Hey, I did this and the card company lowered my rate. Worked great. I tried it again with another company and did not get the same result, however, I was prepared and took advantage of the offer I received in the mail and now I am paying 0% for 12 months.

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Frugal Francis November 19, 2009 at 8:06 am

Another great article from MoneyNing, this guy is Money…

One extra tip that I have seen work is when you get that rate lowered, sometimes you can ask them to apply that rate retroactively to your previous months statements. In this case, they would actually credit your account with free money. Last year my wife was able to do this and she got a free 300 and something dollars credited to her account. She recently tried again, and they said “no”. Maybe with recent credit restrictions and the down economy, credit cards are not giving back free money…

Certainly worth a try… Clearly this only adds value if you carry a balance…

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MoneyNing November 19, 2009 at 1:21 pm

It’s amazing that they will even back date the offer. It never hurts to ask.

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CreditShout November 19, 2009 at 10:54 am

Excellent post, I’ve actually never covered this on my site – I’ve done something similar with Comcast and went from paying like 180 / month for Cable, Phone and Internet to 140 without losing anything at all, now it was only for a year I have no doubt that you could just call and do it again.

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Daniel November 19, 2009 at 12:26 pm

140? Wow, go negotiate again. We’re on a $60 plan for cable (with several free add-on features) and internet (16 Mbps).

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CreditShout November 19, 2009 at 2:58 pm

$60 a month is really good, damn do you have the HD Channels and HBO / Starz?

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Tushar Mathur November 19, 2009 at 12:17 pm

Hi,

I have tried a similar script to get my cable and Internet bill decreased.
Works like a charm.

-Tushar Mathur

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Finavigation November 19, 2009 at 5:15 pm

Also worthy of mention – if you don’t get good offers in the mail, you can use sites such as bankrate.com and creditcards.com to find offers that you can use as leverage.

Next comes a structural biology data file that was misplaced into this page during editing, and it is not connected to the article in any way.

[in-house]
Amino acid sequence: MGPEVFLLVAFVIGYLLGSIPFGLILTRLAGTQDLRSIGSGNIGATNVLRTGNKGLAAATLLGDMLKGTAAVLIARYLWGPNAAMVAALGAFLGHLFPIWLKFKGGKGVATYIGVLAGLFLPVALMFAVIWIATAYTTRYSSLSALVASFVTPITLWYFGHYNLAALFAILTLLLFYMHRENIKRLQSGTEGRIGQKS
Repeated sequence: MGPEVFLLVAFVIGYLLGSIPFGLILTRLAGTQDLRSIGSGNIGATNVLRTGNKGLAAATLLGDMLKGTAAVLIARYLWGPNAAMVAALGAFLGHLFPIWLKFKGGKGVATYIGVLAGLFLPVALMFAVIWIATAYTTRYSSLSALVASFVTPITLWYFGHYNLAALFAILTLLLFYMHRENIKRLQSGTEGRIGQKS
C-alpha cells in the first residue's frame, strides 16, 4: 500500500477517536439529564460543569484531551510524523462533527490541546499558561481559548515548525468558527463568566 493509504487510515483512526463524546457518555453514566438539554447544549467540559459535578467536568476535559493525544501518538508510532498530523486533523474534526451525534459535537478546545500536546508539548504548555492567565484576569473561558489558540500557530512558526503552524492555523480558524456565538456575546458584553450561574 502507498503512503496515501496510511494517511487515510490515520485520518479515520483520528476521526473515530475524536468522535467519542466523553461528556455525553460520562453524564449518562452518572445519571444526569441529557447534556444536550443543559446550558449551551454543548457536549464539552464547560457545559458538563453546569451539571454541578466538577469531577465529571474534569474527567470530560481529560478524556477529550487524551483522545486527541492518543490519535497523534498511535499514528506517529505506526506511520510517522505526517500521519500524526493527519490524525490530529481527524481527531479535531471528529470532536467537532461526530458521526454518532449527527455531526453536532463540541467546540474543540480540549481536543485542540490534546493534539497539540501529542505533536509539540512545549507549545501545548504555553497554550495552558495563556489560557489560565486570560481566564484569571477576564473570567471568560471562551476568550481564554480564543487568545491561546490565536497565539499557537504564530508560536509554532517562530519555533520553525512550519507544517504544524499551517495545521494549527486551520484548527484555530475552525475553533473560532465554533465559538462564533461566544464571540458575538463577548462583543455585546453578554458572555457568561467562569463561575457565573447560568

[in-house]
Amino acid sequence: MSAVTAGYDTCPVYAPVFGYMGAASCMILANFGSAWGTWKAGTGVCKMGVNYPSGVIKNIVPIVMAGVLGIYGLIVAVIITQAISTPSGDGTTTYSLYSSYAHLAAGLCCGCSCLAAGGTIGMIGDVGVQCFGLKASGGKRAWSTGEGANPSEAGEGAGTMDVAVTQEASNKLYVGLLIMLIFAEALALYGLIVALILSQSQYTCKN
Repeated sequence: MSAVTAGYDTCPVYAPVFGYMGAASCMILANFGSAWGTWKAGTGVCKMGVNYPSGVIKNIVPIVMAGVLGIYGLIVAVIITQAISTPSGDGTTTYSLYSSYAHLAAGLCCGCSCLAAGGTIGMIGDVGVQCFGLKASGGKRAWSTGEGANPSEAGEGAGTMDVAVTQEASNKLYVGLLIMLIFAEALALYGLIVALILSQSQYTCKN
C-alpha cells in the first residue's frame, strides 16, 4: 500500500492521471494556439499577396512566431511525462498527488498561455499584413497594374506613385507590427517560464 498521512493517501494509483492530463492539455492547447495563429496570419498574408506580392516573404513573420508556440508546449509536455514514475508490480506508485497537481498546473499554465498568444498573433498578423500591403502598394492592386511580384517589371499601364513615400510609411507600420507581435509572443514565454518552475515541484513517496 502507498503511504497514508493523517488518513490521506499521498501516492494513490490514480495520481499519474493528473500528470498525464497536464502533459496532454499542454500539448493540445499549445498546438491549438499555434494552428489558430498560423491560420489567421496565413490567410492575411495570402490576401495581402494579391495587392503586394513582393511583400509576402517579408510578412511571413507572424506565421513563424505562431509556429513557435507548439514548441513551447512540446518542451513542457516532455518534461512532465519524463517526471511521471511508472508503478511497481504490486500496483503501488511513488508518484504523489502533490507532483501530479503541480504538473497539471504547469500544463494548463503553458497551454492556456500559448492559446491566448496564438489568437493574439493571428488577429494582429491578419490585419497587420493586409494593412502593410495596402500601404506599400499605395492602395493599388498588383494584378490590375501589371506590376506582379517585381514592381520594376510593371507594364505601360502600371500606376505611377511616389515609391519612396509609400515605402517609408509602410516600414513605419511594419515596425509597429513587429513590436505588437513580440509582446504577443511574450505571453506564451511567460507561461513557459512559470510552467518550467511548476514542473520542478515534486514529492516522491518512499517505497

If the credit card company refuses to lower your rate, you can often find several decent deals on a new card at these sites. Good things to look for would be 12 – 15 months zero APR, no balance transfer fees, and no annual fees. They lay the terms out pretty well for you, so it’s easy to compare different cards to see which one offers the best deal.

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Credit Card Chaser November 19, 2009 at 8:18 pm

Credit card companies are much more willing to negotiate than many people realize. However, gathering up credit card offers received via snail mail does seem a little too 1980’s for me when its easy to compare credit card offers online in seconds. The one thing that unfortunately you typically cannot negotiate with the credit card companies is a higher cash back % so if you are paying off your card balance in full every month and using a card for the cash back or rewards then negotiation won’t do a whole lot of good. Great job outlining a good strategy for people who carry a balance and want a lower rate though.

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John November 20, 2009 at 2:51 pm

This definitely works and so does this:

1. You order something over the internet.

2. You call to get a return authorization code. You give as the reason that the item is too expensive.

In at least 50% of the cases you will be offered a rebate, of 20-40%. You keep the item and pay less.

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cd phi November 20, 2009 at 4:14 pm

YAY. I would have never thought of doing this but I’m sure it works as most companies are willing to negotiate. Thanks for the tip.

@ John: I will definitely try that next time, too.

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cd phi November 20, 2009 at 4:20 pm

I like this article. It is interesting to know how much the President really makes. When I was a kid, I always thought the President made the most money in the world. How silly of me… Keep the great articles coming.